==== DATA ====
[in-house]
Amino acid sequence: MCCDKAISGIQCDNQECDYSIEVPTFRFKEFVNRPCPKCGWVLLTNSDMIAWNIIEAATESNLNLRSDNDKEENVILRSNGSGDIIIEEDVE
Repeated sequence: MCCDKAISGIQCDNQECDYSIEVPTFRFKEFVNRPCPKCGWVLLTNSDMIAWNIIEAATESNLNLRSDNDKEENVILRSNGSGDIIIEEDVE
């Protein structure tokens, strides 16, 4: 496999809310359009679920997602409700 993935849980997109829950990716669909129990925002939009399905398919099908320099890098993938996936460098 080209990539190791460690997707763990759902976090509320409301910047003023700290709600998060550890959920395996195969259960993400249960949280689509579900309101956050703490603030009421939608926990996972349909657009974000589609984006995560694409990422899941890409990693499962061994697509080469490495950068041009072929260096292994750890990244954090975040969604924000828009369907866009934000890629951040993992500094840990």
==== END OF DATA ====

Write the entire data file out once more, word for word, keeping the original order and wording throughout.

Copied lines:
[in-house]
Amino acid sequence: MCCDKAISGIQCDNQECDYSIEVPTFRFKEFVNRPCPKCGWVLLTNSDMIAWNIIEAATESNLNLRSDNDKEENVILRSNGSGDIIIEEDVE
Repeated sequence: MCCDKAISGIQCDNQECDYSIEVPTFRFKEFVNRPCPKCGWVLLTNSDMIAWNIIEAATESNLNLRSDNDKEENVILRSNGSGDIIIEEDVE
């Protein structure tokens, strides 16, 4: 496999809310359009679920997602409700 993935849980997109829950990716669909129990925002939009399905398919099908320099890098993938996936460098 080209990539190791460690997707763990759902976090509320409301910047003023700290709600998060550890959920395996195969259960993400249960949280689509579900309101956050703490603030009421939608926990996972349909657009974000589609984006995560694409990422899941890409990693499962061994697509080469490495950068041009072929260096292994750890990244954090975040969604924000828009369907866009934000890629951040993992500094840990």